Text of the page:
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WHAT IS OPEN ADOPTION?

Open adoption has many meanings today. I consider an open adoption one where the adoptive parents & the birthparents of the adopted child have met, know each other’s identity and are committed to having contact over the years as family to each other. It is important to underline that relationships will evolve/ develop over the years the way other relationships do in our lives.

ADOPTION CREATES BLENDED FAMILIES. This is a familiar concept in our society. When we think of adoption in those terms, it tends to make open adoption less mysterious. After all, I imagine that the vast majority of us have dealt with blended family matters within our families.

I have observed that there are adoptive parents who say they want an open adoption as long as it doesn’t confuse the child. The fact is children sort out the various relationships in their lives including the fact that they have parents who are raising them & birthparents who are not. This understanding happens over time, but that is how learning happens for children-developmentally and with appropriate repetition.

Now, I certainly don’t want to suggest that open adoption takes away the complexities of adoption, because it doesn’t. It does offer avenues for helping our children cope with the multitude of feelings including feelings of loss, rejection, abandonment, grief and more. The beauty is that adoptive parents & birthparents can help the child walk thru these feelings. They can help him understand over time why the adoption happened to HIM, the feelings the birthparents/ birthfamily have for him, etc. The child can also witness the commitment of his adoptive parents and his birthparents to build the relationship over the years. Surrounding the child with this is very powerful and yields many benefits to all involved.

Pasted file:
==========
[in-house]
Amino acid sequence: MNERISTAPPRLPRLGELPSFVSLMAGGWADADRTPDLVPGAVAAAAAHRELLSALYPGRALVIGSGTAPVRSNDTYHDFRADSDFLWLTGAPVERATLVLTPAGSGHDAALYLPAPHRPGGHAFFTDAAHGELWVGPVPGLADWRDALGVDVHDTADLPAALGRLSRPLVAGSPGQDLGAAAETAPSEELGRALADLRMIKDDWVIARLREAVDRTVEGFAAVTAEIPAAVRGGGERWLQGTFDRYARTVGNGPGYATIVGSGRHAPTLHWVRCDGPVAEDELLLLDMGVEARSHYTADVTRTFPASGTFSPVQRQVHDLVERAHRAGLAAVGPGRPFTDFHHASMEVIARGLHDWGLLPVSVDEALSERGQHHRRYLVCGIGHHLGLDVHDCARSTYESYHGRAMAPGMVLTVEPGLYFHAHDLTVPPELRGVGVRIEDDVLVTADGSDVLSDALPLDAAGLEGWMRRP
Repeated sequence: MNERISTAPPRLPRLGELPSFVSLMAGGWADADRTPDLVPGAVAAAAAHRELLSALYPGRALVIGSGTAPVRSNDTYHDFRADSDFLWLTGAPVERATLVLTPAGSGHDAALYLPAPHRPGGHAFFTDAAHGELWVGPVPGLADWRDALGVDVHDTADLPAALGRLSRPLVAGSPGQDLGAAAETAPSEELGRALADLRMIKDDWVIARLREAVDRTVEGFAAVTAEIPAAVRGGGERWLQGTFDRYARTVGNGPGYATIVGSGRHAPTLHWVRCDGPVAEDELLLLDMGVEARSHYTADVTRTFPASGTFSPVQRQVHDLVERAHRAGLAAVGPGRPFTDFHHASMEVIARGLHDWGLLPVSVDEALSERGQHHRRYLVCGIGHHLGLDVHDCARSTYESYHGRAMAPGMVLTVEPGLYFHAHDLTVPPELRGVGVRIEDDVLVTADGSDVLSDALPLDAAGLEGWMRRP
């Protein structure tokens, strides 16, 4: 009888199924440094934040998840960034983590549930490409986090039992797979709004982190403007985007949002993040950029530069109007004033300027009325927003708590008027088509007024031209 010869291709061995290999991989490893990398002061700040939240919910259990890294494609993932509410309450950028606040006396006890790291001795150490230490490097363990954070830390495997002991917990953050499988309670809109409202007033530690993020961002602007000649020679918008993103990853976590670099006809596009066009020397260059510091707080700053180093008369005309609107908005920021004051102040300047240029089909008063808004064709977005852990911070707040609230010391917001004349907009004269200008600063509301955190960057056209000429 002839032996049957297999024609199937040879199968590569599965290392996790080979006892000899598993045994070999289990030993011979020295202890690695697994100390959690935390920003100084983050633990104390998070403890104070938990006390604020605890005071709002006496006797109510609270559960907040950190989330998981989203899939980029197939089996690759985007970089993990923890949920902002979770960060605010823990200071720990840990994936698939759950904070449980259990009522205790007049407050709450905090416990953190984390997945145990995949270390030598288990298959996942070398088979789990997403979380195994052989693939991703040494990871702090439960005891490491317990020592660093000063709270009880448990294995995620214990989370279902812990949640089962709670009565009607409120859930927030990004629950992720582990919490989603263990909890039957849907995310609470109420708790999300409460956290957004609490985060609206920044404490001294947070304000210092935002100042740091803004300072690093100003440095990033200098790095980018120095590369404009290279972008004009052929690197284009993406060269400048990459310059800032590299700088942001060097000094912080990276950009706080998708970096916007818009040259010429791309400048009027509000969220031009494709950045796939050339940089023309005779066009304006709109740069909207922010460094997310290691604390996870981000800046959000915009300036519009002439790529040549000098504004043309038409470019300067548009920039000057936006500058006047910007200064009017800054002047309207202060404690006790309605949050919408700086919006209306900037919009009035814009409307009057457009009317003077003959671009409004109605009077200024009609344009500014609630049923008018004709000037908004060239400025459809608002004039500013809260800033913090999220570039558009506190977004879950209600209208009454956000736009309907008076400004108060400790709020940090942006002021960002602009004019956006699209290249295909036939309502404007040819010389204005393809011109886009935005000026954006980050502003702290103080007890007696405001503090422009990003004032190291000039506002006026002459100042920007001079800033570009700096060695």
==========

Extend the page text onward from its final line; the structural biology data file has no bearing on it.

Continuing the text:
Among these is the awareness of the faithfulness & love both sets of parents feel for the child. It also gives the child observable permission to love both sets of parents. When adoptive parents & birthparents feel comfortable with the role they have in the child’s life. it diminishes the possibility of competition between them. The reality is that everyone is important in the child’s life and will affect his sense of self and his self- esteem.

I want to add that when adoptive parents and birthparents/birthfamily develop affection/respect bonds, that they too benefit. Adoptive parents feel more entitled to be the child’s parents and birthparents feel more entitled to stay in the picture and develop a committed relationship, with an important role in the child’s life also. This strengthens the self-esteem of everyone that is involved.

I can’t UNDERLINE enough how important it is that the adults genuinely commit to work on the relationship over the years-- the kind of commitment that will survive even through times of misunderstandings and conflict. After all, we’re not talking here of perfect relationships- we’re talking about real people and well, sometimes life isn’t perfect. However, when we truly understand that maintaining bonds is important in adoption, we will tend to work harder at it for the good of our children.

 

BY PATRICIA MARTINEZ DORNER –AUGUST 1999
THIS ARTICLE MAY BE CITED AND/OR REPRODUCED WHEN THE AUTHOR  IS CITED.

 

 





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